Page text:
Indian Essentials: What are Indian Bay Leaves? | Teja Patta

Did you know that if you see bay leaves in the ingredient list of an Indian Recipe, chances are that it is not referring to the leaves of the European Sweet Laurel tree which are commonly known as Bay Leaves? It is referring to a specifically Indian ingredient called Teja Patta, Tejpat,or Indian bay leaves. They are quite different.

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Indian Bay Leaves are not the same as European Laurel Bay Leaves

Teja Patta, the Indian Bay leaf, tastes more like cinnamon, but milder, and is indeed the leaf of the Cassia tree. The Laurel Bay leaf, common in the West, has a completely different flavour profile, and is not a good substitute for the Indian bay, even if the recipe indicates that it is. There are no similarities between the two. The best thing to do if you don’t have Teja Pata is to leave it out altogether, or add a little cassia, cinnamon or an extra clove instead.

Indian Bay leaves are also different to the Balinese Bay leaf (Daun Salam) and the West Indian Bay Leaf.

The  Teja Patta leaf is much larger than the Laurel Bay leaf, and has three spines down the middle instead of one. It is the leaf of the cassia plant and the cinnamon-clove-like flavor is unlike the other varieties.

What are Indian Bay Leaves | Tej Patta | Heat in The Kitchen

The History of Teja Patta

The Sanskrit name tamala­pattra [तमालपत्त्र] means dark leaf. Greek traders took that name changing it to malabathron. This name was then taken by the Romans as malabathrum or malobathrum. Many recent languages of Northern India have names for Indian bay-leaf that derive from that Sanskrit term, e.g., Marathi tamal patra [तमाल पत्र]. In Hindi and some related languages, the spice is known as tejpatta [तेजपत्ता], pun­gent leaf. Tamil has probably the most fitting name for this spice: ilavanga­pattiri [இலவங்கபத்திரி] cinnamon leaf.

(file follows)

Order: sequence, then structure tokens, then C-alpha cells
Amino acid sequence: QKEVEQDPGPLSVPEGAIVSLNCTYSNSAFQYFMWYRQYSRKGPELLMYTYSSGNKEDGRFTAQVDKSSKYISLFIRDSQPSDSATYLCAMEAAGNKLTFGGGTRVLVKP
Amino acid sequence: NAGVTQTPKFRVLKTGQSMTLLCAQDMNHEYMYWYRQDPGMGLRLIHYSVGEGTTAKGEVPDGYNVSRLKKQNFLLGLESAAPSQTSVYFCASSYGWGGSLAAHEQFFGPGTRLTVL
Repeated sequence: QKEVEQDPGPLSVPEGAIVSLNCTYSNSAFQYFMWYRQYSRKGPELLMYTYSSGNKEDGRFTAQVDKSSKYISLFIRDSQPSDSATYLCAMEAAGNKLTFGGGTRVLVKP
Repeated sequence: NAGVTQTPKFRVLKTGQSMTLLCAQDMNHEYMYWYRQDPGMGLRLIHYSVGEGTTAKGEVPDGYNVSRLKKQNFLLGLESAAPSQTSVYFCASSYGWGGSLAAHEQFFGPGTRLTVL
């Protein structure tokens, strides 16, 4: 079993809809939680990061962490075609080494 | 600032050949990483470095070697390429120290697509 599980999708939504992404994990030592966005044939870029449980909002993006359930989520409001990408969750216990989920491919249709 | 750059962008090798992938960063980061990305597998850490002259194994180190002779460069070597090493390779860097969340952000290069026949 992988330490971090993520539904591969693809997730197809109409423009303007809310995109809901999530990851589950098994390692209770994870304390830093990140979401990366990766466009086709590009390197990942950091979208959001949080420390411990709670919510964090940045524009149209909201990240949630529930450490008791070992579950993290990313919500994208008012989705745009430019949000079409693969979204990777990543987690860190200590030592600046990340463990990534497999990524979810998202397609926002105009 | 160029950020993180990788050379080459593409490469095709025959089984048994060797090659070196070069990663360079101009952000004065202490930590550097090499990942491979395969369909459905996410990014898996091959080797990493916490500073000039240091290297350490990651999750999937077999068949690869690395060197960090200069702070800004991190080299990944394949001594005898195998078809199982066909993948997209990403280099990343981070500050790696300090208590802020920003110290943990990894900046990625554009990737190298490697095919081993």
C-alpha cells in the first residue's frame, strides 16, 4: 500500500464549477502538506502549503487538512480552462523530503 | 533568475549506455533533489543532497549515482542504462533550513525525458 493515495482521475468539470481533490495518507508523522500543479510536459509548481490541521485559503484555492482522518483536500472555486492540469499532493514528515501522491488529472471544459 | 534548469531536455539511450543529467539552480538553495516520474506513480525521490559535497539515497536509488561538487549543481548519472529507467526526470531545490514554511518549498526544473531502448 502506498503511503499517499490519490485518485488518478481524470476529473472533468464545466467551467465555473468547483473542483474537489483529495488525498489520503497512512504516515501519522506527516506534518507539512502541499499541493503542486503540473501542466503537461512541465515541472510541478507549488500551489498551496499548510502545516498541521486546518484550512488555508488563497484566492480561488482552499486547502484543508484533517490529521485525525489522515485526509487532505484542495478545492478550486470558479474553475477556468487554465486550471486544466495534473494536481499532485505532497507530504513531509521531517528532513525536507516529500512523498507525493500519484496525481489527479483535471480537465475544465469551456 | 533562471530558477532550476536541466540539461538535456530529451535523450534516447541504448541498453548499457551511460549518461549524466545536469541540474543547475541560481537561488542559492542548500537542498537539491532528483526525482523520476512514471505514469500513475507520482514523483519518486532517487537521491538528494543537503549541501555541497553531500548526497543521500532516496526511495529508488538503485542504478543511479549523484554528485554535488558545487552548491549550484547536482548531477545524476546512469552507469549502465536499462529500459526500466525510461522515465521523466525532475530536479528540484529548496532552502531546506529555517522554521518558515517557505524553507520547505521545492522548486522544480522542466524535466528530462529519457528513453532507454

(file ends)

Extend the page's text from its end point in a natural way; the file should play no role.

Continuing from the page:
Confusion in Indian Recipes

For Western Audiences, it is confusing at least and misleading at most to call it bay leaf because it is of a genus other than that of the Bay Laurel tree, it does not taste the same as the Bay Laurel leaf, and cannot be used in cooking as a substitute for the bay laurel leaf. Neither is the Bay Laurel leaf a good substitute for the Indian Bay leaf.

Recipes generally list Bay Leaf as the ingredient without explaining which one is meant. I have even seen Laurel Leaf used in Indian Recipes,when clearly Teja Patta was intended. I am not sure of the remedy, as Indian recipes are most often written for Indian cooks who would immediately know that Teja Pata is meant. However, given the global availability of many recipes from all over the world, it may pay to know the difference and be specific. Perhaps use the term Teja Pata or malabathrum rather than Bay Leaves in Indian recipes? Or at least, call it Indian Bay Leaf.

When reading Indian recipes, if you see Bay Leaf as an ingredient, rest assured that it is not the Bay Laurel that is required, but the Indian Bay Leaf.

A Final Note…

It isn’t wrong to use the Sweet Laurel Bay leaf in Indian food, it can add a groundedness similar to the use of black cardamom (although a different flavour profile).

But if you are looking for true Indian flavours, best avoid it all together. If you can’t find Teja Pata, go without, don’t substitute with a Laurel Bay leaf, even if the recipe says to do so. You know now that there is no similarity between the two. The best thing to do if you don’t have Teja Pata is to leave it out altogether, or add a little cassia, cinnamon or an extra clove instead.

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